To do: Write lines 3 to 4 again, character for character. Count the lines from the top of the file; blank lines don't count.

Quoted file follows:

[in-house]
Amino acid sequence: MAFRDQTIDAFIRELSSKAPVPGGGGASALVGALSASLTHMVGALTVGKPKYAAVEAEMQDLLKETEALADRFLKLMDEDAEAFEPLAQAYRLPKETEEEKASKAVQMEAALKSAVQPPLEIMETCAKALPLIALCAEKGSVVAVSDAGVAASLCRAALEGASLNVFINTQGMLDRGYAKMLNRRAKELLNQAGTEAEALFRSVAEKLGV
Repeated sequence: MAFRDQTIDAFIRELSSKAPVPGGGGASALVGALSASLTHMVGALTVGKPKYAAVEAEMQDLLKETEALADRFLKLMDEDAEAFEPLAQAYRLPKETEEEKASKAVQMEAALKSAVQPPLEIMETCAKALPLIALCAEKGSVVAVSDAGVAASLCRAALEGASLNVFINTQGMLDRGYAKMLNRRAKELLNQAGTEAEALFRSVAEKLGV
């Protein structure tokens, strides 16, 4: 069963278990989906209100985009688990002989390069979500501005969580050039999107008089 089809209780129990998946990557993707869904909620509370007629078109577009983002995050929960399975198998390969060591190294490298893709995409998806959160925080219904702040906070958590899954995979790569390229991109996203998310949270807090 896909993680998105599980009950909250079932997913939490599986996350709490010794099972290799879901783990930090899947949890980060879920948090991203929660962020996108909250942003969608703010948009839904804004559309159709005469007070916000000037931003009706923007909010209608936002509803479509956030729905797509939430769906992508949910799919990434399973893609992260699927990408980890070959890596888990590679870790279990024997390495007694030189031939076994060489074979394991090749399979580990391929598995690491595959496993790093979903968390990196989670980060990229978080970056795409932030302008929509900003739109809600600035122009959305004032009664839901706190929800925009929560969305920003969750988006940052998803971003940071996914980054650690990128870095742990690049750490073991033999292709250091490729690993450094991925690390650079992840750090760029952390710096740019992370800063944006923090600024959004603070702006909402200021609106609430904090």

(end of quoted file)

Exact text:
Repeated sequence: MAFRDQTIDAFIRELSSKAPVPGGGGASALVGALSASLTHMVGALTVGKPKYAAVEAEMQDLLKETEALADRFLKLMDEDAEAFEPLAQAYRLPKETEEEKASKAVQMEAALKSAVQPPLEIMETCAKALPLIALCAEKGSVVAVSDAGVAASLCRAALEGASLNVFINTQGMLDRGYAKMLNRRAKELLNQAGTEAEALFRSVAEKLGV
């Protein structure tokens, strides 16, 4: 069963278990989906209100985009688990002989390069979500501005969580050039999107008089 089809209780129990998946990557993707869904909620509370007629078109577009983002995050929960399975198998390969060591190294490298893709995409998806959160925080219904702040906070958590899954995979790569390229991109996203998310949270807090 896909993680998105599980009950909250079932997913939490599986996350709490010794099972290799879901783990930090899947949890980060879920948090991203929660962020996108909250942003969608703010948009839904804004559309159709005469007070916000000037931003009706923007909010209608936002509803479509956030729905797509939430769906992508949910799919990434399973893609992260699927990408980890070959890596888990590679870790279990024997390495007694030189031939076994060489074979394991090749399979580990391929598995690491595959496993790093979903968390990196989670980060990229978080970056795409932030302008929509900003739109809600600035122009959305004032009664839901706190929800925009929560969305920003969750988006940052998803971003940071996914980054650690990128870095742990690049750490073991033999292709250091490729690993450094991925690390650079992840750090760029952390710096740019992370800063944006923090600024959004603070702006909402200021609106609430904090």